Review: Venturing Through Peter Parker’s Dreamscape In ‘Amazing Spider-Man’ #53.LR
by James Ferguson
The Spider Family heads into Peter Parker’s dreamscape to save the web-head as “Last Remains” gets more complicated. Can great artwork and quippy dialogue save a convoluted plot?
The Sin-Eater makes a move to get back into Kindred’s good graces as Doctor Strange and the Spider family walk through Peter Parker’s dreamscape. These two plot threads are on a collision course, but one is far more complicated than the other. That’s saying something considering all the weird monsters lurking in the web-head’s mind.
As if there wasn’t enough going on in “Last Remains” already, Morlun and the serum that turned everyone into big arachnids in “Spider Island” make an appearance for more cannon fodder. I am so confused by this as they seem shoehorned into this story. Couldn’t Sin-Eater have just gone after the other Spiders directly? Instead we get this convoluted route to try to take on the power of Morlun, who hasn’t been seen since Spider-Geddon wrapped up. It’s just odd.
Amazing Spider-Man #53.LR is split in half with the first part dealing with Sin-Eater and Morlun and the other in the dreamscape. The former falls a bit flat as these are tertiary characters at this point and neither has much in the way of development. I have such a hard time caring about either one of them.
Federico Vicentini’s artwork is the saving grace in these pages. There’s a sharp, angular style at work here that really shines in the battle between Morlun and Sin-Eater. It makes both villains look fierce and intimidating.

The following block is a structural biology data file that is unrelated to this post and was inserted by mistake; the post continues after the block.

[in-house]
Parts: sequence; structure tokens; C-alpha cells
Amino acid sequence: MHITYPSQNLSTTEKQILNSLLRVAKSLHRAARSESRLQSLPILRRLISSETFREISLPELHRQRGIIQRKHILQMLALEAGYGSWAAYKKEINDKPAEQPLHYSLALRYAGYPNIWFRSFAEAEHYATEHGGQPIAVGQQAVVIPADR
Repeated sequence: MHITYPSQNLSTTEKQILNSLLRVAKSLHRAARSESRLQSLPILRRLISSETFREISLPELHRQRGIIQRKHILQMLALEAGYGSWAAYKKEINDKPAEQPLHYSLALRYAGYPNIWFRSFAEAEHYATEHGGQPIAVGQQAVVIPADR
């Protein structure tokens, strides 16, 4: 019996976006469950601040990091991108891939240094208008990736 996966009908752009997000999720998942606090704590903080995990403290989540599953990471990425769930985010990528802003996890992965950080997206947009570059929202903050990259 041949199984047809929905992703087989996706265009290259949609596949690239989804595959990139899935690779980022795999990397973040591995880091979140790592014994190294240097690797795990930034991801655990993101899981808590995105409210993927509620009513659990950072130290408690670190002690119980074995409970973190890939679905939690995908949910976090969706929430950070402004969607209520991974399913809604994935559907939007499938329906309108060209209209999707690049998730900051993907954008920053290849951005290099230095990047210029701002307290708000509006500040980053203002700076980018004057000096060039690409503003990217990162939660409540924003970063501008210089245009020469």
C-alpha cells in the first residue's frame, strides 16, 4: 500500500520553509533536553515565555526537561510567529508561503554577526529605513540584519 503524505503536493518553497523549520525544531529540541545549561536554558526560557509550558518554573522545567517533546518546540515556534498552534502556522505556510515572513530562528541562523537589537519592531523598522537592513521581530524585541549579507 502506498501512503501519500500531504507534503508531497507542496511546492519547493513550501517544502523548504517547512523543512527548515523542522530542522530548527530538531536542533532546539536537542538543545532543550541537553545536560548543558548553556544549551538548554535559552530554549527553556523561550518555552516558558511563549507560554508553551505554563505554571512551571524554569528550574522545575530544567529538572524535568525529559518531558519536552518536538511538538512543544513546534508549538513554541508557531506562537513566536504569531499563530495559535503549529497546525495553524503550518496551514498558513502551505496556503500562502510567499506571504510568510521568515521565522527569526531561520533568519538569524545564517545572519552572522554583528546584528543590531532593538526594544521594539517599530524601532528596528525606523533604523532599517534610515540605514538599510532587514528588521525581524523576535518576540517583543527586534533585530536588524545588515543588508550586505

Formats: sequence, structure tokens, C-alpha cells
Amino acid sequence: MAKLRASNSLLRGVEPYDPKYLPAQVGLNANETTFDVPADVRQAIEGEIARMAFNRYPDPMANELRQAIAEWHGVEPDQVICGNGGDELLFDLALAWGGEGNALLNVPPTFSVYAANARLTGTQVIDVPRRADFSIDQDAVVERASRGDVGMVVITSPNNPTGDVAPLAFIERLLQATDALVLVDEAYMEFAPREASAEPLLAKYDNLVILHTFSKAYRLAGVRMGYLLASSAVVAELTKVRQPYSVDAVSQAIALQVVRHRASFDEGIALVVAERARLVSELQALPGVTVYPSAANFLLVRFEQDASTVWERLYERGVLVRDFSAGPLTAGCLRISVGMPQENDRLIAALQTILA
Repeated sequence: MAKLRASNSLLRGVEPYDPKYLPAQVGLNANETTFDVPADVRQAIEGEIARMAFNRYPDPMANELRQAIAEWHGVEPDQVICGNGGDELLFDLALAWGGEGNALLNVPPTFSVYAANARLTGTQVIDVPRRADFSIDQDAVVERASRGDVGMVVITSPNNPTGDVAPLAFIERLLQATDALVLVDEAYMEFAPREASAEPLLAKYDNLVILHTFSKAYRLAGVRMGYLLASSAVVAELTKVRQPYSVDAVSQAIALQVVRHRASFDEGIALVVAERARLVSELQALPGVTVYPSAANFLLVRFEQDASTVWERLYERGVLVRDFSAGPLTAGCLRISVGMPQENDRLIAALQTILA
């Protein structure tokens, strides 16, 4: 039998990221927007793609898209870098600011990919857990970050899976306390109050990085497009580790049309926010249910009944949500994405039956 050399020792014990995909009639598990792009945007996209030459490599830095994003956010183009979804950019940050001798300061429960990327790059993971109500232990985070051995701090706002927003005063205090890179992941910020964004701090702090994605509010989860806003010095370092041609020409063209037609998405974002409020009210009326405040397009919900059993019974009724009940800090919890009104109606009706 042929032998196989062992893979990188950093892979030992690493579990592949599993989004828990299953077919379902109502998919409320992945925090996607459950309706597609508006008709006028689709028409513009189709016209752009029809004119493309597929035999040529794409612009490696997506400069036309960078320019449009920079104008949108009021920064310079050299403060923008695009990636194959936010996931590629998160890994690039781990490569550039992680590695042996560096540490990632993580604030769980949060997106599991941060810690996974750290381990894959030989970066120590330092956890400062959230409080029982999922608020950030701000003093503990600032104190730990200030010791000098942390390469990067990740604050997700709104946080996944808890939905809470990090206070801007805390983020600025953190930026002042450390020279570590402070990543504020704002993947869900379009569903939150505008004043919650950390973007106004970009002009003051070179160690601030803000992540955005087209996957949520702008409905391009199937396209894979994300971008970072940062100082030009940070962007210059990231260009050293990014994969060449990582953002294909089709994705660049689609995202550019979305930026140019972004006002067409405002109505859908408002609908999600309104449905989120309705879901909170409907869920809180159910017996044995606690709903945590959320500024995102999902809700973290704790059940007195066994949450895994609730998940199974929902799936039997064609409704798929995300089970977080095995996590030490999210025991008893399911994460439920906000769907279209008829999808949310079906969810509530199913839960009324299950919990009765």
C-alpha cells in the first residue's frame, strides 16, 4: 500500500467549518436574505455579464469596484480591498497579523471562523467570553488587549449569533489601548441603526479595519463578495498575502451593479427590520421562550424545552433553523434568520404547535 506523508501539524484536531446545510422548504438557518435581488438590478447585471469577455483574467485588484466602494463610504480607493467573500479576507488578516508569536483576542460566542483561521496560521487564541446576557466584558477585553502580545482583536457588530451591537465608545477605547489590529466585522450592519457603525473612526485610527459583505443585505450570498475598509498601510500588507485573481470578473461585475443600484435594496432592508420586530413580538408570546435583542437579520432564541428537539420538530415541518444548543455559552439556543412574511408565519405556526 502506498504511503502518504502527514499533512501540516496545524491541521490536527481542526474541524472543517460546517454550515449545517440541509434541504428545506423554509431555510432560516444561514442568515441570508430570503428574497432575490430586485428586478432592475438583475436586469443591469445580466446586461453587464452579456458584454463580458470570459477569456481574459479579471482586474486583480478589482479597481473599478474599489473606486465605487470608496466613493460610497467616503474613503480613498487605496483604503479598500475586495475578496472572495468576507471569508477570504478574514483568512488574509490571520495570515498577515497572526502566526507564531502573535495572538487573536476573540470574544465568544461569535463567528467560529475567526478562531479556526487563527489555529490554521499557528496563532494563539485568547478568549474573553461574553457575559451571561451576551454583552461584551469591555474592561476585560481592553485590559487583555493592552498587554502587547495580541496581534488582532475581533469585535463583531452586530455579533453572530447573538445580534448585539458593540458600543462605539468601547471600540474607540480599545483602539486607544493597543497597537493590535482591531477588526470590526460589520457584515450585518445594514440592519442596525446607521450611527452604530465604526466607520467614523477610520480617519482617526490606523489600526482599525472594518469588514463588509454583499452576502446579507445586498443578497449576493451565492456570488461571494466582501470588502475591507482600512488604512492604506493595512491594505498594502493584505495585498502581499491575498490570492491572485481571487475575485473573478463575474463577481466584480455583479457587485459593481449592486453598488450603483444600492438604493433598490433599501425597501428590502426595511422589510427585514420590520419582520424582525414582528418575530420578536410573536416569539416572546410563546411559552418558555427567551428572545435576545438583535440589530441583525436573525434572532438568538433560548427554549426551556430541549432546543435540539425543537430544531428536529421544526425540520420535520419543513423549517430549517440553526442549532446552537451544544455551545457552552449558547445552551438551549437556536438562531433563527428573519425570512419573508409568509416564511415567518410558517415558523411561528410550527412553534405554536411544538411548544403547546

The latter half is much better. Peter Parker’s presence is felt even though he’s not physically there. It’s interesting to see how each character sees him. There’s a great conversation between Madame Web and Ghost-Spider that delves into Peter’s personality and how he interacts with Gwen. Peter has carried such guilt and responsibility for ages, particularly with the death of his Gwen Stacy so that explains how he reacted a few issues back when Norman Osborn was creeping on this one from an alternate earth.
Writers Nick Spencer & Matthew Rosenberg create some fun moments in the dialogue too, especially with Strange. You can see that the Sorcerer Supreme is so annoyed with this entire situation. He’s the magic guy and you’d think that people would listen to him when it came to magic, but noooooo. Now he’s got to clean up their mess. He has this arrogant, fed up attitude that is hilarious in these sequences.
Takeshi Miyazawa handles the artwork in the dreamscape, with a more traditional approach to the characters. Joined by Scott Hanna on inks, the art really heats up when Peter’s fears manifest in large monsters resembling past villains like the Kingpin. These are deformed versions, covered in spikes. These are just the start of these monstrous creatures as they get more personal the farther the characters go. Letterer Ariana Maher adds a nice touch to these entities with equally monstrous fonts.
There’s an overall foreboding tone through Amazing Spider-Man #53.LR. Colorists Marcio Menyz and Erick Arciniega create a dreary mood for both halves of the book. It’s clear we’re dealing with some dark stuff all around.
Although there are some detours along the way, it looks like things are starting to come together in this side story for “Last Remains.” All the players are assembled and they’re converging. What this means for the larger story and Peter Parker remains to be seen. This chapter was saved by some great artwork and quippy dialogue, but the plot still leaves something to be desired.
Amazing Spider-Man #53.LR from Marvel Comics is currently available at your local comic shop and digitally through ComiXology and Amazon Kindle.